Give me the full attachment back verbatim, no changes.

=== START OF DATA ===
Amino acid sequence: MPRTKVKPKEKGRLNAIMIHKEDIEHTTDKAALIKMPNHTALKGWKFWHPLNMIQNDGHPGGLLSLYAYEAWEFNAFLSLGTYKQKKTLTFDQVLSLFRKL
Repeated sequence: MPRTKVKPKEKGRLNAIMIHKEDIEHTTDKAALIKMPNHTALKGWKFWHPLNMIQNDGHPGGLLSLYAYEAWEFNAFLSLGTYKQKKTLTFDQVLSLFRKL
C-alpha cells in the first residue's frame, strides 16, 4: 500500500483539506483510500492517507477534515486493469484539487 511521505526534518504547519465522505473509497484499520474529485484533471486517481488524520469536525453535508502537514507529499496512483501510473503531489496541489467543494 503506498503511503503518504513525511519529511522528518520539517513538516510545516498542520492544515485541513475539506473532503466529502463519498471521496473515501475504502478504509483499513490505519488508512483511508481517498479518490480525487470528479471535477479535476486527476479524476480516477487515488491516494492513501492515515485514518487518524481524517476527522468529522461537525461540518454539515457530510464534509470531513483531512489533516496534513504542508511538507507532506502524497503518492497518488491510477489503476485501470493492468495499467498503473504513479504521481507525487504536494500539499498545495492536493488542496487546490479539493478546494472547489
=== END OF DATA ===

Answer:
Amino acid sequence: MPRTKVKPKEKGRLNAIMIHKEDIEHTTDKAALIKMPNHTALKGWKFWHPLNMIQNDGHPGGLLSLYAYEAWEFNAFLSLGTYKQKKTLTFDQVLSLFRKL
Repeated sequence: MPRTKVKPKEKGRLNAIMIHKEDIEHTTDKAALIKMPNHTALKGWKFWHPLNMIQNDGHPGGLLSLYAYEAWEFNAFLSLGTYKQKKTLTFDQVLSLFRKL
C-alpha cells in the first residue's frame, strides 16, 4: 500500500483539506483510500492517507477534515486493469484539487 511521505526534518504547519465522505473509497484499520474529485484533471486517481488524520469536525453535508502537514507529499496512483501510473503531489496541489467543494 503506498503511503503518504513525511519529511522528518520539517513538516510545516498542520492544515485541513475539506473532503466529502463519498471521496473515501475504502478504509483499513490505519488508512483511508481517498479518490480525487470528479471535477479535476486527476479524476480516477487515488491516494492513501492515515485514518487518524481524517476527522468529522461537525461540518454539515457530510464534509470531513483531512489533516496534513504542508511538507507532506502524497503518492497518488491510477489503476485501470493492468495499467498503473504513479504521481507525487504536494500539499498545495492536493488542496487546490479539493478546494472547489